DICT.TW Dictionary Taiwan

Search for: [Show options]

[Pronunciation] [Help] [Database Info] [Server Info]

1 definition found

From: Webster's Revised Unabridged Dictionary (1913)

 Roar v. i. [imp. & p. p. Roared p. pr. & vvb. n. Roaring.]
 1. To cry with a full, loud, continued sound. Specifically: (a) To bellow, or utter a deep, loud cry, as a lion or other beast.
    Roaring bulls he would him make to tame.   --Spenser.
 (b) To cry loudly, as in pain, distress, or anger.
 Sole on the barren sands, the suffering chief
 Roared out for anguish, and indulged his grief.   --Dryden.
    He scorned to roar under the impressions of a finite anger.   --South.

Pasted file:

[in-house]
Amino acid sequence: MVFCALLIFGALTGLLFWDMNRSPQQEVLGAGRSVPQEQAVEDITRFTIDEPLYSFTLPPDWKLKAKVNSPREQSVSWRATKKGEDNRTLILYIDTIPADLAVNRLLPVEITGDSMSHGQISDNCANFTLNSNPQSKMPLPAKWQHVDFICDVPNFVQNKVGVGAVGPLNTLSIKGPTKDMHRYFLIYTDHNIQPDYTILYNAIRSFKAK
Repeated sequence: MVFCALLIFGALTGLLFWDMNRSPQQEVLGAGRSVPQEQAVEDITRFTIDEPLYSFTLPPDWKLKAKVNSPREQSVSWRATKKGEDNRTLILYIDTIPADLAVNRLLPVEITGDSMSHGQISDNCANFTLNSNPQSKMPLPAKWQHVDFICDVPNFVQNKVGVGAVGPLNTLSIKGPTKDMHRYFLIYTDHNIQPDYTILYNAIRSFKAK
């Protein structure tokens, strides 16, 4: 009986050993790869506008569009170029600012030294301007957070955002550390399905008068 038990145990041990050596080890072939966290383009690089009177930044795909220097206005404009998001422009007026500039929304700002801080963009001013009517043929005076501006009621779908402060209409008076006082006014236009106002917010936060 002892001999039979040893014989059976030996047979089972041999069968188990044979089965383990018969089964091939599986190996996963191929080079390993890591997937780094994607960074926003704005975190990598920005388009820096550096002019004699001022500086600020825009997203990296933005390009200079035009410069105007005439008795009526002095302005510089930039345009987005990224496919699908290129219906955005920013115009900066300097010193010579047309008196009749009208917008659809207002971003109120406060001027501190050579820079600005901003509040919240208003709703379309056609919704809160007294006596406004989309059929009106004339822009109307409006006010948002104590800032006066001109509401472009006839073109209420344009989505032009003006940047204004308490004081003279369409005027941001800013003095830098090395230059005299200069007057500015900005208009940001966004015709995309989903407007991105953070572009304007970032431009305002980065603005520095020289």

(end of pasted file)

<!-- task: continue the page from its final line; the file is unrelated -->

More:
2. To make a loud, confused sound, as winds, waves, passing vehicles, a crowd of persons when shouting together, or the like.
    The brazen throat of war had ceased to roar.   --Milton.
    How oft I crossed where carts and coaches roar.   --Gay.
 3. To be boisterous; to be disorderly.
    It was a mad, roaring time, full of extravagance.   --Bp. Burnet.
 4. To laugh out loudly and continuously; as, the hearers roared at his jokes.
 5. To make a loud noise in breathing, as horses having a certain disease. See Roaring, 2.
 Roaring boy, a roaring, noisy fellow; -- name given, at the latter end Queen Elizabeth's reign, to the riotous fellows who raised disturbances in the street. “Two roaring boys of Rome, that made all split.” --Beau. & Fl.
 Roaring forties Naut., a sailor's name for the stormy tract of ocean between 40° and 50° north latitude.